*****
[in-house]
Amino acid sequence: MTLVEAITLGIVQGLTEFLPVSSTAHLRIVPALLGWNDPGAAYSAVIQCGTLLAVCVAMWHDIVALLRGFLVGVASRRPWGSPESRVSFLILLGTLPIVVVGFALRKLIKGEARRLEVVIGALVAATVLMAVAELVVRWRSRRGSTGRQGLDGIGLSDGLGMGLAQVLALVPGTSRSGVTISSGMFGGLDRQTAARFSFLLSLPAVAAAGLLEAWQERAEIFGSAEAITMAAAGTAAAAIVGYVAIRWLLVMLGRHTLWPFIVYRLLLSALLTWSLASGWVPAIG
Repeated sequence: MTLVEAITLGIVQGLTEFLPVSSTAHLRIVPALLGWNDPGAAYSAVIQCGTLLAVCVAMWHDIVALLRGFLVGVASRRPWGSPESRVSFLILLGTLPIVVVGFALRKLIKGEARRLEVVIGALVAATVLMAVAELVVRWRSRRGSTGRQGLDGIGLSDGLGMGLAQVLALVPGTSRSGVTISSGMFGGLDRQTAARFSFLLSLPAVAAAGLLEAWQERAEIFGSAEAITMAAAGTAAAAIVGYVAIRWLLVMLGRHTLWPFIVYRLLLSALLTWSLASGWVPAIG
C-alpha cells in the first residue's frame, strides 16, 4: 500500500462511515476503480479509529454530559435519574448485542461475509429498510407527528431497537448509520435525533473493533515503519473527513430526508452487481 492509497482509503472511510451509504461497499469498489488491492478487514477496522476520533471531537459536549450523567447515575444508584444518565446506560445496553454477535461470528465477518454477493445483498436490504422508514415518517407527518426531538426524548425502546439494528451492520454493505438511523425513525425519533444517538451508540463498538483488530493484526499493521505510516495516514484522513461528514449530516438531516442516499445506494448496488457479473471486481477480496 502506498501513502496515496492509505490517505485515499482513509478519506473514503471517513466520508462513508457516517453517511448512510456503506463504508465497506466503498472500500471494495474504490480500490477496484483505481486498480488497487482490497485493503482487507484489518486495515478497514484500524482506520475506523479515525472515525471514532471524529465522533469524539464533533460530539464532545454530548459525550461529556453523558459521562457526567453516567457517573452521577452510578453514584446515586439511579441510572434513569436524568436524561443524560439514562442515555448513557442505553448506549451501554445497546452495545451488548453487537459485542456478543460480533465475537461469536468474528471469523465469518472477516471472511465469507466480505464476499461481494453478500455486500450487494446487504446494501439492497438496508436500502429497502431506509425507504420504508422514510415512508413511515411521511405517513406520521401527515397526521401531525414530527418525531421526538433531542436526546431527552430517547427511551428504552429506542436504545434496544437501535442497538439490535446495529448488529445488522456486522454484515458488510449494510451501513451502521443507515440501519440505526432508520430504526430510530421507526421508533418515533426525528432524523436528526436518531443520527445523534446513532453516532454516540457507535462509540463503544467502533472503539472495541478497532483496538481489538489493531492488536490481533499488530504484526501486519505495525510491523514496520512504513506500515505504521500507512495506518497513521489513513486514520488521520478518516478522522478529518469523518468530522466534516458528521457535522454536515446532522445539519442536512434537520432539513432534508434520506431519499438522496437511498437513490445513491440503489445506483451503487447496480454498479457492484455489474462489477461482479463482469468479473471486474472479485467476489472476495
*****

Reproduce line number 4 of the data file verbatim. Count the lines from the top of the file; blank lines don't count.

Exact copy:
C-alpha cells in the first residue's frame, strides 16, 4: 500500500462511515476503480479509529454530559435519574448485542461475509429498510407527528431497537448509520435525533473493533515503519473527513430526508452487481 492509497482509503472511510451509504461497499469498489488491492478487514477496522476520533471531537459536549450523567447515575444508584444518565446506560445496553454477535461470528465477518454477493445483498436490504422508514415518517407527518426531538426524548425502546439494528451492520454493505438511523425513525425519533444517538451508540463498538483488530493484526499493521505510516495516514484522513461528514449530516438531516442516499445506494448496488457479473471486481477480496 502506498501513502496515496492509505490517505485515499482513509478519506473514503471517513466520508462513508457516517453517511448512510456503506463504508465497506466503498472500500471494495474504490480500490477496484483505481486498480488497487482490497485493503482487507484489518486495515478497514484500524482506520475506523479515525472515525471514532471524529465522533469524539464533533460530539464532545454530548459525550461529556453523558459521562457526567453516567457517573452521577452510578453514584446515586439511579441510572434513569436524568436524561443524560439514562442515555448513557442505553448506549451501554445497546452495545451488548453487537459485542456478543460480533465475537461469536468474528471469523465469518472477516471472511465469507466480505464476499461481494453478500455486500450487494446487504446494501439492497438496508436500502429497502431506509425507504420504508422514510415512508413511515411521511405517513406520521401527515397526521401531525414530527418525531421526538433531542436526546431527552430517547427511551428504552429506542436504545434496544437501535442497538439490535446495529448488529445488522456486522454484515458488510449494510451501513451502521443507515440501519440505526432508520430504526430510530421507526421508533418515533426525528432524523436528526436518531443520527445523534446513532453516532454516540457507535462509540463503544467502533472503539472495541478497532483496538481489538489493531492488536490481533499488530504484526501486519505495525510491523514496520512504513506500515505504521500507512495506518497513521489513513486514520488521520478518516478522522478529518469523518468530522466534516458528521457535522454536515446532522445539519442536512434537520432539513432534508434520506431519499438522496437511498437513490445513491440503489445506483451503487447496480454498479457492484455489474462489477461482479463482469468479473471486474472479485467476489472476495